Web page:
15. K. Li, F. Cavedo, A. Pesatori, C. M. Zhao, and M. Norgia, Opt. Lett. 42, 283 (2017).
    [Crossref]
  16. H. Sun, J. G. Liu, Q. Zhang, and R. Kennel, Appl. Opt. 55, 236 (2016).
    [Crossref]
  17. S. Y. Wu and H. P. Ho, Chin. Opt. Lett. 3, 176 (2008).
  18. S. P. Li and J. G. Zhong, Biomed. Opt. Express 3, 3190 (2012).
    [Crossref]
  19. P. J. de Groot, G. M. Gallatin, and S. H. Macomber, Appl. Opt. 27, 4475 (1988).
    [Crossref]
  20. B. Ovryn and J. H. Andrews, Appl. Opt. 38, 1959 (1999).
    [Crossref]

2018 (1)

2017 (3)

Y. Sun, H. Cai, and X. Wang, Opt. Commun. 405, 343 (2017).
[Crossref]

W. Wei, J. P. Nong, G. W. Zhang, L. L. Tang, X. Jiang, N. Chen, S. Q. Luo, G. L. Lan, and Y. Zhu, Sensors 17, 2 (2017).
[Crossref]

K. Li, F. Cavedo, A. Pesatori, C. M. Zhao, and M. Norgia, Opt. Lett. 42, 283 (2017).
[Crossref]

2016 (1)

2015 (2)

Y. J. Wang, C. L. Zhang, Y. Q. Zhang, H. Fang, C. J. Min, S. W. Zhu, and X. C. Yuan, Sens. Actuators B 209, 313 (2015).
[Crossref]

Y. J. Wang, C. L. Zhang, Y. Q. Zhang, H. Fang, C. J. Min, S. W. Zhu, and X. C. Yuan, Anal. Methods 7, 1738 (2015).
[Crossref]

2013 (3)

A. Shabani and M. Tabrizian, Analyst 138, 6052 (2013).
[Crossref]

R. D’Agata and G. Spoto, Anal. Bioanal. Chem. 405, 573 (2013).
[Crossref]

W. Xia, M. Wang, Z. Y. Yang, W. H. Guo, H. Hao, and D. M. Guo, Appl. Opt. 52, B52 (2013).
[Crossref]

2012 (2)

S. P. Li and J. G. Zhong, Biomed. Opt. Express 3, 3190 (2012).
[Crossref]

Y. H. Huang, H. P. Ho, S. K. Kong, and A. V. Kabashin, Ann. Phys. 524, 637 (2012).
[Crossref]

2011 (1)

A. Shalabney and I. Abdulhalim, Laser Photon. Rev. 5, 571 (2011).
[Crossref]

2009 (1)

D. Larsson, A. Greve, J. M. Hvam, A. Boisen, and K. Yvind, Appl. Phys. Lett. 94, 091103 (2009).
[Crossref]

2008 (1)

2004 (1)

1999 (1)

1988 (1)

1983 (1)

B. Liedberg, C. Nylander, and I. Lunström, Sens. Actuators A 4, 299 (1983).
[Crossref]

Abdulhalim, I.

A. Shalabney and I. Abdulhalim, Laser Photon. Rev. 5, 571 (2011).
[Crossref]

Andrews, J. H.

Boisen, A.

D. Larsson, A. Greve, J. M. Hvam, A. Boisen, and K. Yvind, Appl. Phys. Lett. 94, 091103 (2009).
[Crossref]

Cai, H.

Y. Sun, H. Cai, and X. Wang, Opt. Commun. 405, 343 (2017).
[Crossref]

Cavedo, F.

Chen, N.

W. Wei, J. P. Nong, G. W. Zhang, L. L. Tang, X. Jiang, N. Chen, S. Q. Luo, G. L. Lan, and Y. Zhu, Sensors 17, 2 (2017).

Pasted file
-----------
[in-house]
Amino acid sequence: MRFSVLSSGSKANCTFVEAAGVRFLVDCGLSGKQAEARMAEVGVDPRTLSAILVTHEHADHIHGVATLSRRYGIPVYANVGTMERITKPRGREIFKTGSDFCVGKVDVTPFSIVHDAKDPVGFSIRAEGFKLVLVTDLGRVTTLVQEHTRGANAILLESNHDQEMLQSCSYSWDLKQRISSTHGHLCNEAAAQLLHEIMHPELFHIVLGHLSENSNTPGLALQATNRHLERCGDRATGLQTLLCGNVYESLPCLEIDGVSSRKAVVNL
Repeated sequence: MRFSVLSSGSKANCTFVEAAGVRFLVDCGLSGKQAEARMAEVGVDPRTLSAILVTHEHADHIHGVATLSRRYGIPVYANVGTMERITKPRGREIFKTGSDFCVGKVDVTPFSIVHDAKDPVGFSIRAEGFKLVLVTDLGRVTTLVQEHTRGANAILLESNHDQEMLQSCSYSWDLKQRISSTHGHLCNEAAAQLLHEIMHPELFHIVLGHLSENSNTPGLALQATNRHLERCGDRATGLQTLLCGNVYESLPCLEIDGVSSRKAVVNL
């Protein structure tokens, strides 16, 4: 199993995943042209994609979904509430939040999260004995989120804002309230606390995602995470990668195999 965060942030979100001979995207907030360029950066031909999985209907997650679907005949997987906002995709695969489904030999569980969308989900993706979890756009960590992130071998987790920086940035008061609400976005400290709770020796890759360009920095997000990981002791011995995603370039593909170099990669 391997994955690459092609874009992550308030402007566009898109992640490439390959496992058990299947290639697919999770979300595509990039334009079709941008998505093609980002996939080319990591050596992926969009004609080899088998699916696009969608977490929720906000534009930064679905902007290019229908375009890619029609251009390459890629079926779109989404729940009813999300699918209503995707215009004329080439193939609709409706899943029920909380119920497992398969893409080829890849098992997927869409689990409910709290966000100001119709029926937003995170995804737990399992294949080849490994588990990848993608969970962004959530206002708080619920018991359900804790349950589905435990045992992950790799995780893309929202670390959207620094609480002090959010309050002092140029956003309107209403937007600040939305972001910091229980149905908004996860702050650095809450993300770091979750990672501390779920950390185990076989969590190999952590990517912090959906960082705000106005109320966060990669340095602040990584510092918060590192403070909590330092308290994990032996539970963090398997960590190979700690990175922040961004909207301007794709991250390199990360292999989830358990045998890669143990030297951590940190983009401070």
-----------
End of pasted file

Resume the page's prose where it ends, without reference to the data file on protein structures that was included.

[Crossref]

D’Agata, R.

R. D’Agata and G. Spoto, Anal. Bioanal. Chem. 405, 573 (2013).
[Crossref]

Dai, S. Q.

de Groot, P. J.

Di, J. L.

Fang, H.

Y. J. Wang, C. L. Zhang, Y. Q. Zhang, H. Fang, C. J. Min, S. W. Zhu, and X. C. Yuan, Sens. Actuators B 209, 313 (2015).
[Crossref]

Y. J. Wang, C. L. Zhang, Y. Q. Zhang, H. Fang, C. J. Min, S. W. Zhu, and X. C. Yuan, Anal. Methods 7, 1738 (2015).
[Crossref]

Gallatin, G. M.

Greve, A.

D. Larsson, A. Greve, J. M. Hvam, A. Boisen, and K. Yvind, Appl. Phys. Lett. 94, 091103 (2009).
[Crossref]

Guo, D. M.

Guo, W. H.

Hao, H.

Ho, H. P.

Huang, Y. H.

Y. H. Huang, H. P. Ho, S. K. Kong, and A. V. Kabashin, Ann. Phys. 524, 637 (2012).
[Crossref]

Hvam, J. M.

D. Larsson, A. Greve, J. M. Hvam, A. Boisen, and K. Yvind, Appl. Phys. Lett. 94, 091103 (2009).
[Crossref]

Jiang, X.

W. Wei, J. P. Nong, G. W. Zhang, L. L. Tang, X. Jiang, N. Chen, S. Q. Luo, G. L. Lan, and Y. Zhu, Sensors 17, 2 (2017).
[Crossref]

Kabashin, A. V.

Y. H. Huang, H. P. Ho, S. K. Kong, and A. V. Kabashin, Ann. Phys. 524, 637 (2012).
[Crossref]

Kennel, R.

Kong, S. K.

Y. H. Huang, H. P. Ho, S. K. Kong, and A. V. Kabashin, Ann. Phys. 524, 637 (2012).
[Crossref]

S. Y. Wu, H. P. Ho, W. C. Law, C. Lin, and S. K. Kong, Opt. Lett. 29, 2378 (2004).
[Crossref]

Lan, G. L.

W. Wei, J. P. Nong, G. W. Zhang, L. L. Tang, X. Jiang, N. Chen, S. Q. Luo, G. L. Lan, and Y. Zhu, Sensors 17, 2 (2017).
[Crossref]

Larsson, D.

D. Larsson, A. Greve, J. M. Hvam, A. Boisen, and K. Yvind, Appl. Phys. Lett. 94, 091103 (2009).
[Crossref]

Law, W. C.

Li, K.

Li, S. P.

Li, Y.

Liedberg, B.

B. Liedberg, C. Nylander, and I. Lunström, Sens. Actuators A 4, 299 (1983).
[Crossref]

Lin, C.

Liu, J. G.

Lunström, I.

B. Liedberg, C. Nylander, and I. Lunström, Sens. Actuators A 4, 299 (1983).
[Crossref]

Luo, S. Q.

W. Wei, J. P. Nong, G. W. Zhang, L. L. Tang, X. Jiang, N. Chen, S. Q. Luo, G. L. Lan, and Y. Zhu, Sensors 17, 2 (2017).
[Crossref]

Ma, C. J.

Macomber, S. H.

Min, C. J.

Y. J. Wang, C. L. Zhang, Y. Q. Zhang, H. Fang, C. J. Min, S. W. Zhu, and X. C. Yuan, Sens. Actuators B 209, 313 (2015).
[Crossref]

Y. J. Wang, C. L. Zhang, Y. Q. Zhang, H. Fang, C. J. Min, S. W. Zhu, and X. C. Yuan, Anal. Methods 7, 1738 (2015).
[Crossref]

Nong, J. P.

W. Wei, J. P. Nong, G. W. Zhang, L. L. Tang, X. Jiang, N. Chen, S. Q. Luo, G. L. Lan, and Y. Zhu, Sensors 17, 2 (2017).
[Crossref]

Norgia, M.

Nylander, C.

B. Liedberg, C. Nylander, and I. Lunström, Sens. Actuators A 4, 299 (1983).
[Crossref]

Ovryn, B.

Pesatori, A.

Schasfoort, R. B. M.

R. B. M. Schasfoort and A. J. Tudos, Handbook of Surface Plasmon Resonance (RSC, 2008).

Shabani, A.

A. Shabani and M. Tabrizian, Analyst 138, 6052 (2013).
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A. Shalabney and I. Abdulhalim, Laser Photon. Rev. 5, 571 (2011).
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R. D’Agata and G. Spoto, Anal. Bioanal. Chem. 405, 573 (2013).